major depression

Daniel Blumberger, MD, MSc, on a New, 3-Minute Option for Treatment-Resistant MDD

Repetitive transcranial magnetic stimulation (rTMS) was first approved by the US Food and Drug Administration (FDA) in 2008 to treat patients with major depressive disorder (MDD) whose depression has not responded adequately to standard therapies.

Much more recently, the FDA cleared a significantly shortened version of rTMS for treatment-resistant MDD.

The newer, shorter version—called intermittent theta burst stimulation (iTBS) —lasts only 3 minutes per session compared with the 20 to 40 minutes required for each rTMS session, thus increasing the efficiency and expediency of the treatment.

The evidence supporting iTBS’s effectiveness arose from the THREE-D study (N = 414), conducted by Daniel Blumberger, MD, MSc, FRCPC, and colleagues.1 In THREE-D, approximately 33% of patients treated with iTBS protocol achieved response/remission, and 50% experienced an improvement in their depressive symptoms.2

Perhaps most importantly, treatment with iTBS was found to be noninferior to the standard, longer rTMS protocol, noted Dr Blumberger, who is the medical head and co-director of the Temerty Centre for Therapeutic Brain Intervention at the Centre for Addiction and Mental Health in Toronto, Ontario, Canada.

Consultant360 spoke with Dr Blumberger about the ins and outs of iTBS therapy—how it works, where patients can access it, and its clinical implications for treatment-resistant MDD.

Consultant360: What does iTBS add to the landscape of available options for treatment-resistant MDD? What makes this technology unique? 

Daniel Blumberger: This new treatment adds a tremendous opportunity to increase the capacity of clinics that provide rTMS. It may allow clinics to greatly increase the numbers of patients treated because a treatment session can be delivered in 3 minutes compared with 20 to 40 minutes for standard forms of rTMS. iTBS delivers magnetic field pulses in a pattern that is similar to one of the brain’s natural rhythms. As a result, we believe that it is a far more efficient form of stimulation, requiring less time and fewer number of pulses per session for a similar therapeutic outcome.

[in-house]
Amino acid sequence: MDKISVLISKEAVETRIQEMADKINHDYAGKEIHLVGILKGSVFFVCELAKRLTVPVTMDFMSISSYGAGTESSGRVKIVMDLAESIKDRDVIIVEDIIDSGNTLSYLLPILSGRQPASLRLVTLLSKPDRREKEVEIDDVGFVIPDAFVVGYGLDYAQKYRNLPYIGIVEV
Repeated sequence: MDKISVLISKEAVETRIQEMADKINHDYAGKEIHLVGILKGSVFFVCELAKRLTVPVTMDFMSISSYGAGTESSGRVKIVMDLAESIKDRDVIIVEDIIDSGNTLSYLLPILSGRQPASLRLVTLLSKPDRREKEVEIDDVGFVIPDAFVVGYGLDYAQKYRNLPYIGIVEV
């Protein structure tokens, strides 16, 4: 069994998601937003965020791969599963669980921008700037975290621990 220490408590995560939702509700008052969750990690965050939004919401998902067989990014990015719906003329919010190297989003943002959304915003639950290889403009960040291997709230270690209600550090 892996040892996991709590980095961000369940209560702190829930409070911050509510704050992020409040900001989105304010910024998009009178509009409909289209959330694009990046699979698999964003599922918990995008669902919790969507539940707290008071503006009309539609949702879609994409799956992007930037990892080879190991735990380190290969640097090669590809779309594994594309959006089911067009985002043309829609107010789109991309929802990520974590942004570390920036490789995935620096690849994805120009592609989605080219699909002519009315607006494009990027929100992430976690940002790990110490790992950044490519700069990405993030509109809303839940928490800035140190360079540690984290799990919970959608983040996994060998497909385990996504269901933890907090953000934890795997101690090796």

C360: Why might iTBS be beneficial for treatment-resistant depression when other treatments have failed?

DB: TMS is a non-invasive way of directly stimulating the brain circuitry that is impaired among people who develop depression. For a significant proportion of patients, medication and talk therapy do not effectively alleviate depression. This treatment works through a very different mechanism of action than medications and talk therapy, so there is hope for people who have not had response to these other treatments.

C360: Are all patients with treatment-resistant MDD potential candidates for this treatment, or are there any patient populations for whom iTBS and/or rTMS is contraindicated? 

DB: Most patients with MDD are candidates for this treatment. However, some medications, such as benzodiazepines and anticonvulsants, may interfere with the intended effects of the treatment. It is important that patients treated with these medications are assessed by an expert before starting treatment.